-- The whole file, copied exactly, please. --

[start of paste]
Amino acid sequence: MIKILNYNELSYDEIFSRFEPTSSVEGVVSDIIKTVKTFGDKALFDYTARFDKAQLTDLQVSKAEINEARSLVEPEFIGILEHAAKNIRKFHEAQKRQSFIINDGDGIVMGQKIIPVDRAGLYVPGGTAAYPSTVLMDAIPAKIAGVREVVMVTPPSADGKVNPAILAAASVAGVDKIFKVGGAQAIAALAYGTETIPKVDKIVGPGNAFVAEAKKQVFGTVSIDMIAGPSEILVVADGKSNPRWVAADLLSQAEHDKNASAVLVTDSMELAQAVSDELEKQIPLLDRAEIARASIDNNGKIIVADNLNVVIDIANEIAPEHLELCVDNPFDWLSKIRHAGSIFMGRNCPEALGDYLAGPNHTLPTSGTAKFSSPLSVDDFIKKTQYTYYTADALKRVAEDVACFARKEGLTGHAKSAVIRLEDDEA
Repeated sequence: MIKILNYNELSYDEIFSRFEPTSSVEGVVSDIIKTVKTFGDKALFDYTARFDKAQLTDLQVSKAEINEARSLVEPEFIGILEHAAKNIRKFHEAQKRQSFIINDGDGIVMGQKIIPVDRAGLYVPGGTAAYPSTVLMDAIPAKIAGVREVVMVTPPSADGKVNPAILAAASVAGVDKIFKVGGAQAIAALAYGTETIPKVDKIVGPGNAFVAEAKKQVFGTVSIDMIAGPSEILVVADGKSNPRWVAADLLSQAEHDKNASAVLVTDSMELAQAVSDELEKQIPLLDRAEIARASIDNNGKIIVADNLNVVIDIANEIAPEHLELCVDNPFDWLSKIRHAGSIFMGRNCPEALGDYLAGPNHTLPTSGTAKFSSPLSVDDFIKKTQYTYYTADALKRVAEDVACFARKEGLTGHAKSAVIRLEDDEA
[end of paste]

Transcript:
Amino acid sequence: MIKILNYNELSYDEIFSRFEPTSSVEGVVSDIIKTVKTFGDKALFDYTARFDKAQLTDLQVSKAEINEARSLVEPEFIGILEHAAKNIRKFHEAQKRQSFIINDGDGIVMGQKIIPVDRAGLYVPGGTAAYPSTVLMDAIPAKIAGVREVVMVTPPSADGKVNPAILAAASVAGVDKIFKVGGAQAIAALAYGTETIPKVDKIVGPGNAFVAEAKKQVFGTVSIDMIAGPSEILVVADGKSNPRWVAADLLSQAEHDKNASAVLVTDSMELAQAVSDELEKQIPLLDRAEIARASIDNNGKIIVADNLNVVIDIANEIAPEHLELCVDNPFDWLSKIRHAGSIFMGRNCPEALGDYLAGPNHTLPTSGTAKFSSPLSVDDFIKKTQYTYYTADALKRVAEDVACFARKEGLTGHAKSAVIRLEDDEA
Repeated sequence: MIKILNYNELSYDEIFSRFEPTSSVEGVVSDIIKTVKTFGDKALFDYTARFDKAQLTDLQVSKAEINEARSLVEPEFIGILEHAAKNIRKFHEAQKRQSFIINDGDGIVMGQKIIPVDRAGLYVPGGTAAYPSTVLMDAIPAKIAGVREVVMVTPPSADGKVNPAILAAASVAGVDKIFKVGGAQAIAALAYGTETIPKVDKIVGPGNAFVAEAKKQVFGTVSIDMIAGPSEILVVADGKSNPRWVAADLLSQAEHDKNASAVLVTDSMELAQAVSDELEKQIPLLDRAEIARASIDNNGKIIVADNLNVVIDIANEIAPEHLELCVDNPFDWLSKIRHAGSIFMGRNCPEALGDYLAGPNHTLPTSGTAKFSSPLSVDDFIKKTQYTYYTADALKRVAEDVACFARKEGLTGHAKSAVIRLEDDEA